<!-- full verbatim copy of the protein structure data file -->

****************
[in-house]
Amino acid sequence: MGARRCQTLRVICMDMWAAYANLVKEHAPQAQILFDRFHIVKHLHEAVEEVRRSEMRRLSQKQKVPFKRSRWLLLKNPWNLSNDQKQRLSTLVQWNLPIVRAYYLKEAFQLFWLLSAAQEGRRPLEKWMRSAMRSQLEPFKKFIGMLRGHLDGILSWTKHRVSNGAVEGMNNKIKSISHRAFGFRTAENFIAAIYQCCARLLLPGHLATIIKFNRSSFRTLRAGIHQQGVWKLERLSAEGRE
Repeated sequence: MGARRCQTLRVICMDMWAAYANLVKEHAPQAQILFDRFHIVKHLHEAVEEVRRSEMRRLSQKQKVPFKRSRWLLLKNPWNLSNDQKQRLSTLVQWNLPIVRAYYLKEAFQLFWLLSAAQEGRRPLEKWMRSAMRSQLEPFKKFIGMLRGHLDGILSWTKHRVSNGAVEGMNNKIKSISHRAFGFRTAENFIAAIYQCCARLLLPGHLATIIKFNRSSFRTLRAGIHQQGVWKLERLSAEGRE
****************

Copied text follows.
[in-house]
Amino acid sequence: MGARRCQTLRVICMDMWAAYANLVKEHAPQAQILFDRFHIVKHLHEAVEEVRRSEMRRLSQKQKVPFKRSRWLLLKNPWNLSNDQKQRLSTLVQWNLPIVRAYYLKEAFQLFWLLSAAQEGRRPLEKWMRSAMRSQLEPFKKFIGMLRGHLDGILSWTKHRVSNGAVEGMNNKIKSISHRAFGFRTAENFIAAIYQCCARLLLPGHLATIIKFNRSSFRTLRAGIHQQGVWKLERLSAEGRE
Repeated sequence: MGARRCQTLRVICMDMWAAYANLVKEHAPQAQILFDRFHIVKHLHEAVEEVRRSEMRRLSQKQKVPFKRSRWLLLKNPWNLSNDQKQRLSTLVQWNLPIVRAYYLKEAFQLFWLLSAAQEGRRPLEKWMRSAMRSQLEPFKKFIGMLRGHLDGILSWTKHRVSNGAVEGMNNKIKSISHRAFGFRTAENFIAAIYQCCARLLLPGHLATIIKFNRSSFRTLRAGIHQQGVWKLERLSAEGRE